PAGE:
If you want to know how much horsepower a McLaren model’s engine produces, look to the car’s alphanumeric designation; it denotes the European rating. For the company’s latest supercar, the 720S, the number is big—bigger than that of any current road-going McLaren, now that the P1’s production run has ended. On the U.S. scale, the horsepower output is not quite as impressive: It’s only 710. The S stands for “super,” as in Super Series, which is positioned between McLaren’s Sport Series and Ultimate Series of models. But the nomenclature tells only part of the story on the 720S, which McLaren has priced at just under $285,000. This car is also a significant milestone because it’s the brand’s first true sequel since 2010, when the present incarnation of McLaren began producing road cars. It’s a design departure from the 650S, the model it replaces in the Super Series. The fluid, muscular shape of the 720S—with large air inlets around the headlamps, sinewy gills and character lines along the flanks, and swollen haunches formed by complex curves—makes the 650S appear restrained in comparison.
More notable is the significantly re-engineered platform of the 720S. According to McLaren, 91 percent of its parts are new, and they include the company’s second-generation carbon-fiber chassis, dubbed the Monocage II. The revised design makes it easier to enter and exit the car. It also improves the driver’s sightlines, enhances the car’s stiffness, and reduces the weight by 40 pounds.
The car’s body invited tactile interaction before I took it on a test-drive outside of Rome earlier this year. It begged me to caress it before I lifted the dihedral door and climbed in. In the cockpit is a vertical multimedia screen flanked by dials on the left and a curved lip on the right. Just below the screen are striated metal buttons for the 7-speed dual-clutch transmission. The interior is appointed with smooth leather, supple Alcantara, and matte carbon fiber.
The view through the rear window is significantly better than it is in the 650S thanks to the thinner carbon-fiber support structure. The cabin also seems airier because the tinted slats of Gorilla Glass over the driver and passenger seats allow additional light to enter.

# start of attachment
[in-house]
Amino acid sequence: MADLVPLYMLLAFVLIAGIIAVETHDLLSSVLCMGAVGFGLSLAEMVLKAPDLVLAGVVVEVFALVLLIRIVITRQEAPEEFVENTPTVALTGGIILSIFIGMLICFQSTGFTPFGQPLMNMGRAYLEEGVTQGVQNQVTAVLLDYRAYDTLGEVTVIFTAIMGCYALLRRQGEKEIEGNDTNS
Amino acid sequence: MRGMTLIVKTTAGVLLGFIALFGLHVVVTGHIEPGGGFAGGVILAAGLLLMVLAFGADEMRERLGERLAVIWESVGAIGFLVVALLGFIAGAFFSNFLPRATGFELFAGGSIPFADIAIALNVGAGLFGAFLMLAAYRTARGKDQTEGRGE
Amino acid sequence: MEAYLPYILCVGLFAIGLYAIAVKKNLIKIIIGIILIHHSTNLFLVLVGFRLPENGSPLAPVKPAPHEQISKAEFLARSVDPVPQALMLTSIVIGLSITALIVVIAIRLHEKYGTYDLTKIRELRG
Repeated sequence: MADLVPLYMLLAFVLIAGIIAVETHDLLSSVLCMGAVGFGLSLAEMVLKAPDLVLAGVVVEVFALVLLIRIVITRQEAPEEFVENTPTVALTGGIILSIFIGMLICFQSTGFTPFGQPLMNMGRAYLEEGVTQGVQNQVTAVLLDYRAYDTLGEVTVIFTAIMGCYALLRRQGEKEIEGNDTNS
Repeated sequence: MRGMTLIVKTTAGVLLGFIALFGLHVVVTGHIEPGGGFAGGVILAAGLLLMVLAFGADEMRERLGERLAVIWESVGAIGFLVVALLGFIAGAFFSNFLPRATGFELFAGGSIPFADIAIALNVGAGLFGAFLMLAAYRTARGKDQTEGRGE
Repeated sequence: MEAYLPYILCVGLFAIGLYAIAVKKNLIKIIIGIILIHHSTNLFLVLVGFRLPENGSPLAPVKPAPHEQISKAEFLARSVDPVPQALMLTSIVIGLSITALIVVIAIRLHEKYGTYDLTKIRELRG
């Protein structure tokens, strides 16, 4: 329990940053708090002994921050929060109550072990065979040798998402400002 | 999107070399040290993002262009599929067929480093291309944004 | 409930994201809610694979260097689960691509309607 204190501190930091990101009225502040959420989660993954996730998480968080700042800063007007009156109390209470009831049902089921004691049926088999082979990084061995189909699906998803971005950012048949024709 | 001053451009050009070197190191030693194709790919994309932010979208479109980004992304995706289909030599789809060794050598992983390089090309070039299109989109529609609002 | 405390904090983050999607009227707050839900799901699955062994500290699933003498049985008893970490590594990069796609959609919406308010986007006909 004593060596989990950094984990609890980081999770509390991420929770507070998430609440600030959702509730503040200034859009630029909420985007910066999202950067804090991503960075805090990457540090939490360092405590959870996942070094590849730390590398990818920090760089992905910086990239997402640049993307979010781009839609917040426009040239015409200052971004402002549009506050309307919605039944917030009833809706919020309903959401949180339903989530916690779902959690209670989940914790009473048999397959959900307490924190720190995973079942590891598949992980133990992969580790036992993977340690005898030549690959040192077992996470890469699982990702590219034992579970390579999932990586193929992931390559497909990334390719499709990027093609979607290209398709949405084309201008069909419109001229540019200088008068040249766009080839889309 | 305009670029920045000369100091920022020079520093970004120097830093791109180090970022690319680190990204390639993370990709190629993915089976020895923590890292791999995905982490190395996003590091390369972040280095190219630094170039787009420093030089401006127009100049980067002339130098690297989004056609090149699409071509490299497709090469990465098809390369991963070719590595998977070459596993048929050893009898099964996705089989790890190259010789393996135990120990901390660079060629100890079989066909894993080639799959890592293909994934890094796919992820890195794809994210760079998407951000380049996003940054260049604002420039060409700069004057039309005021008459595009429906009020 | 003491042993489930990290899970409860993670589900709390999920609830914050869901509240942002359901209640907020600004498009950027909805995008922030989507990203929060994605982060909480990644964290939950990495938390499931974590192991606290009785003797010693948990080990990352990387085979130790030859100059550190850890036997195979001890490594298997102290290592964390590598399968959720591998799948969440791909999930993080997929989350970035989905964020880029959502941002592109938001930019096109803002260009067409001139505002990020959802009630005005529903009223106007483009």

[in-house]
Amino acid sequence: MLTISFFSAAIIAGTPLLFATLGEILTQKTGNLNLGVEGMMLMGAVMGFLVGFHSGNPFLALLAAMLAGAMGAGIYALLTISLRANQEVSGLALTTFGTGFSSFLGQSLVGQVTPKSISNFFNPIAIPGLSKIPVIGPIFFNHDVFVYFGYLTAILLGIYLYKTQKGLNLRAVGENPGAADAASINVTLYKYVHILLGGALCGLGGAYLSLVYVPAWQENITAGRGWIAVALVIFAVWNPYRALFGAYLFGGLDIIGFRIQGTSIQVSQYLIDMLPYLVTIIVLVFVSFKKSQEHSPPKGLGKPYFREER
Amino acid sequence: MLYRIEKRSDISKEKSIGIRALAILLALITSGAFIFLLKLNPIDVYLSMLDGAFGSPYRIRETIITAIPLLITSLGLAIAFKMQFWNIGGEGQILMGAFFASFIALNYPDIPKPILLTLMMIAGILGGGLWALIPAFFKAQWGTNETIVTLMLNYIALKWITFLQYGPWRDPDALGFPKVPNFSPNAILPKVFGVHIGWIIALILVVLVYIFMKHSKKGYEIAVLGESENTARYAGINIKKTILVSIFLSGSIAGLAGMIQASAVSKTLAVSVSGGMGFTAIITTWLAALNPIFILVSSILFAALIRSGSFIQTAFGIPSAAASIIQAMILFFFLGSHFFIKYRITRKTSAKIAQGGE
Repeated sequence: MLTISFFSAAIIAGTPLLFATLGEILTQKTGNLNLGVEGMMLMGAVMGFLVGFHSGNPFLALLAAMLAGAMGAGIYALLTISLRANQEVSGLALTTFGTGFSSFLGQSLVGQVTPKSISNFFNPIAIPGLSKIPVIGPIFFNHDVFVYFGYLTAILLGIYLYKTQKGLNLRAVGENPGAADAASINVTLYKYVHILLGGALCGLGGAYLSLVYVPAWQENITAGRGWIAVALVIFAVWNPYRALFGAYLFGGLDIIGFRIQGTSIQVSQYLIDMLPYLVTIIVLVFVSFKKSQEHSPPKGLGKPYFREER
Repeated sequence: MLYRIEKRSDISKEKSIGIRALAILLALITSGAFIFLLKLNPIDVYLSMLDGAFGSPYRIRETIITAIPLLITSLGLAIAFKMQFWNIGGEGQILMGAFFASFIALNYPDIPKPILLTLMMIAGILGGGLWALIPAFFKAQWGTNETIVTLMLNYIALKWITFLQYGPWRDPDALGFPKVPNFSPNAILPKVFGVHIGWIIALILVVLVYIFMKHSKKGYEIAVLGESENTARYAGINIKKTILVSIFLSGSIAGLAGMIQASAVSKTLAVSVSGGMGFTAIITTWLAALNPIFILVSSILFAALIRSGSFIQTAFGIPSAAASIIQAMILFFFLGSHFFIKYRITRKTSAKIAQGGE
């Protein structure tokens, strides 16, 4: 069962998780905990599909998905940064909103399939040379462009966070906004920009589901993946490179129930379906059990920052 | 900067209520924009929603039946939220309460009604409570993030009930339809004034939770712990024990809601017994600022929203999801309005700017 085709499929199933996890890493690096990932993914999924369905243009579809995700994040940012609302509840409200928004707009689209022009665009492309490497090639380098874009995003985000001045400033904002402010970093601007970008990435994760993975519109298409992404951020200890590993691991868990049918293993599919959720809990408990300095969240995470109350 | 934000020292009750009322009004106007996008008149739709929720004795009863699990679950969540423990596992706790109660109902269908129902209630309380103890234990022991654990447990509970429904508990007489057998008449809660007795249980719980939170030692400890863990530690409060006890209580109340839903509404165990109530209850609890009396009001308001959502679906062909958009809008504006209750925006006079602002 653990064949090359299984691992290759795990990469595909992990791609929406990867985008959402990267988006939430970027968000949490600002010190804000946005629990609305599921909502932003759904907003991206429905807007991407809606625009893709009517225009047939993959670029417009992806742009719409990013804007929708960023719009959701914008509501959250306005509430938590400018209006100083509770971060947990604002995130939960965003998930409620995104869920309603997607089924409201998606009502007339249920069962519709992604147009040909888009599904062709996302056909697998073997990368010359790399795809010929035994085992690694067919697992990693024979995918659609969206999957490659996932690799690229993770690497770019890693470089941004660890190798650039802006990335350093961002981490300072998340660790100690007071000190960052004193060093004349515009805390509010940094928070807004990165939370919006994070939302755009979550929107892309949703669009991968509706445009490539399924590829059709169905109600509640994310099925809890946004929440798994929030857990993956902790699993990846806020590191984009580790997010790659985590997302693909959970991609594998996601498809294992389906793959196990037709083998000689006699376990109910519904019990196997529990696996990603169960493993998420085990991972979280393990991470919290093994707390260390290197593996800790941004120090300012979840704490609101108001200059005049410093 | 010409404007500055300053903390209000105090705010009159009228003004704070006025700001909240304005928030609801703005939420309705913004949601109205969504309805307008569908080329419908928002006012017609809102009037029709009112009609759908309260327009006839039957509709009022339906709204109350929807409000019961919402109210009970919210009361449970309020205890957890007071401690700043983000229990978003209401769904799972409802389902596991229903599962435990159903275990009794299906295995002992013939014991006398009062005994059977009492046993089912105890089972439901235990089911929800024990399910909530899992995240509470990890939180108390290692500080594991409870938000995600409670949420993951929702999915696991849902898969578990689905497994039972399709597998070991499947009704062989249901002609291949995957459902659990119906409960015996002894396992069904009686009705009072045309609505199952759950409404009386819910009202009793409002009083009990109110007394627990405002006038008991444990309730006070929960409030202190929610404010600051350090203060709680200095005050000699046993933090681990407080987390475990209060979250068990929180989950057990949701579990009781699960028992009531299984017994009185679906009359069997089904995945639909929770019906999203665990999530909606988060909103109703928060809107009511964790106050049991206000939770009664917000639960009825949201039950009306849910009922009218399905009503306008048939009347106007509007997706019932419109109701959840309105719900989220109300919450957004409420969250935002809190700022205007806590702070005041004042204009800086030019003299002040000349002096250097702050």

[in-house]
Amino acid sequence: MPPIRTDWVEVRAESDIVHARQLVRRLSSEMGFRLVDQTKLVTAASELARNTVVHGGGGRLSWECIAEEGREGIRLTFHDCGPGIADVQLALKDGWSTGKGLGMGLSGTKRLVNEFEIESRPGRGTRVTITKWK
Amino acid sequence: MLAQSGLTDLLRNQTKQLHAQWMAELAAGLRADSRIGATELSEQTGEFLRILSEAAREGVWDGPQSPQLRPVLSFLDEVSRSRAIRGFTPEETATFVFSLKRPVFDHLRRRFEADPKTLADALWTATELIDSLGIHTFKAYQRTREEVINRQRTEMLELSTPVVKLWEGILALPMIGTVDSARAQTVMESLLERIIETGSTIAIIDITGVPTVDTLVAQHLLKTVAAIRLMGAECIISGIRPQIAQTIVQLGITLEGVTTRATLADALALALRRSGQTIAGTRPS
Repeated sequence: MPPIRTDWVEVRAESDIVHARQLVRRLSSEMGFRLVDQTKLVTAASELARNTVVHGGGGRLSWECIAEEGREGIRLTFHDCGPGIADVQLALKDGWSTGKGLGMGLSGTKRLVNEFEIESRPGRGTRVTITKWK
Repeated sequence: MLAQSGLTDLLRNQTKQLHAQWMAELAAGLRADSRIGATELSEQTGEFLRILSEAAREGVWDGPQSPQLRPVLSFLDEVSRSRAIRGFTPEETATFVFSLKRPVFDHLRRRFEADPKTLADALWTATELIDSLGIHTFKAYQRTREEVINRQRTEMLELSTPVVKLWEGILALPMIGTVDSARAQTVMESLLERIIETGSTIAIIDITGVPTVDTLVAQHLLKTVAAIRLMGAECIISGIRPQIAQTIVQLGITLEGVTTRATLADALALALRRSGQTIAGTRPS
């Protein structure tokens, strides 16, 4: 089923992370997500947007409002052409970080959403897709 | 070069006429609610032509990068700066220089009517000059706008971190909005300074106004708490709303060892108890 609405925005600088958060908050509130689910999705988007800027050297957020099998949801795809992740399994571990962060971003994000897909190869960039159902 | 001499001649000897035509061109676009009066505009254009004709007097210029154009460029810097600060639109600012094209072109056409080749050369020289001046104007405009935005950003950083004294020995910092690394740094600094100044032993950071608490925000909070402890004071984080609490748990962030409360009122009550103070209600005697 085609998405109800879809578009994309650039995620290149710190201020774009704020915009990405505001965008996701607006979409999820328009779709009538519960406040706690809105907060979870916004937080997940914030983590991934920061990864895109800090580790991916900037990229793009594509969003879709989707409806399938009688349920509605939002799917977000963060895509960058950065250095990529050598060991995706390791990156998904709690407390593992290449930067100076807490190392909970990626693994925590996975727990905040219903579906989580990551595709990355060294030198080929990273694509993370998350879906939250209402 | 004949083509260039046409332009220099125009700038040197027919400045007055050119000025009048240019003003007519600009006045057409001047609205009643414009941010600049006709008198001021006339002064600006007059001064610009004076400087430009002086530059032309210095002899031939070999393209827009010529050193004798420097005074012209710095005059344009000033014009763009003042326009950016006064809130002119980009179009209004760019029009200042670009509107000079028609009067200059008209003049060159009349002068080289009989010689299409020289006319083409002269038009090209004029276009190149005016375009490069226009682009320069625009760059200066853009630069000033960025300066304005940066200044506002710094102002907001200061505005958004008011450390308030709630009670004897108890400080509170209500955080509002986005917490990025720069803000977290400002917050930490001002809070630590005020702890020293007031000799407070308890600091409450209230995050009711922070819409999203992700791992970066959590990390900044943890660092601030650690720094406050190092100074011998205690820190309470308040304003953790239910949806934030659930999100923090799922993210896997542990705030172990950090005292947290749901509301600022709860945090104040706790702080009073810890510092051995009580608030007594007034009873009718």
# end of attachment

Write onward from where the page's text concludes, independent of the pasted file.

The car’s twin-turbo 4-liter V-8 is a marvel. In addition to producing the 710 hp, it generates 568 ft lbs of torque. It features new turbochargers, intercoolers, pistons, and other components that help it deliver more output and greater fuel efficiency than its 3.8-liter predecessor. It also produces lower emissions. The engine and the aerodynamic efficiency, which doubles that of the 650S, enable the 720S to produce remarkable performance numbers: zero to 60 mph in 2.8 seconds and a top speed of 212 mph.
While test-driving the 720S on backroads near Rome, I encountered sketchy surfaces and what seemed like an endless parade of potholes. But the hydraulically adjustable suspension system offered surprisingly supple damping against these conditions. Though firm and controlled, it nonetheless coped with the roads’ irregularities, especially when I engaged the softest setting.
The engine responded crisply to throttle input, delivering a robust amount of torque at low revs. As the power plant wound its way up to its 8,500 rpm redline, the acceleration escalated with indefatigable thrust; long after I expected the engine to run out of steam, it kept on spinning. Straightaways were rare and short, providing opportunities to only glimpse the 720S’s capabilities. However, at the nearby 15-turn, 2.5-mile Autodromo Vallelunga Piero Taruffi racetrack, I was able to put the car through its paces.
I selected track mode, and the digital multifunction instrument panel rotated to reveal a simpler display of key information: engine speed, vehicle speed, and gear position. When I buried the throttle, the electronic differential routed torque to the rear wheels, which were shod with optional Pirelli PZero Corsa tires. Their sticky compound made it easier for the car to adhere to the track. The 720S is equipped with carbon-ceramic brakes providing such intense stopping power that they encourage faster driving on the track. The brakes are aided by a rear spoiler that acts as an air brake during hard stops.
As noted earlier, the aerodynamic engineering inherited from the P1 produces twice as much downforce as the 650S did. The traction-control system manages to transfer power without significantly penalizing you for lead-footed throttle application.
At speed, the 720S feels significantly more flexible and composed than the 650S, allowing you to be more aggressive. Feeding that instinct is McLaren’s new Variable Drift Control setting, which features an on-screen graphic of a 720S to help you visualize how much slip angle the system will permit. Drag the car graphic sideways, and the computer allows more dramatic slides. While the software works as advertised, McLaren warns that it is intended to build confidence by gradually loosening the vehicle’s electronic reins; it’s not supposed to encourage exhibitionistic slides.
The 720S also incorporates an updated track-telemetry system. The feature uses an onboard app to record detailed performance data that you can compare against other laps. When equipped with the optional three-camera setup, the system provides a video recording of your performance—your heroic maneuvers and your gaffes.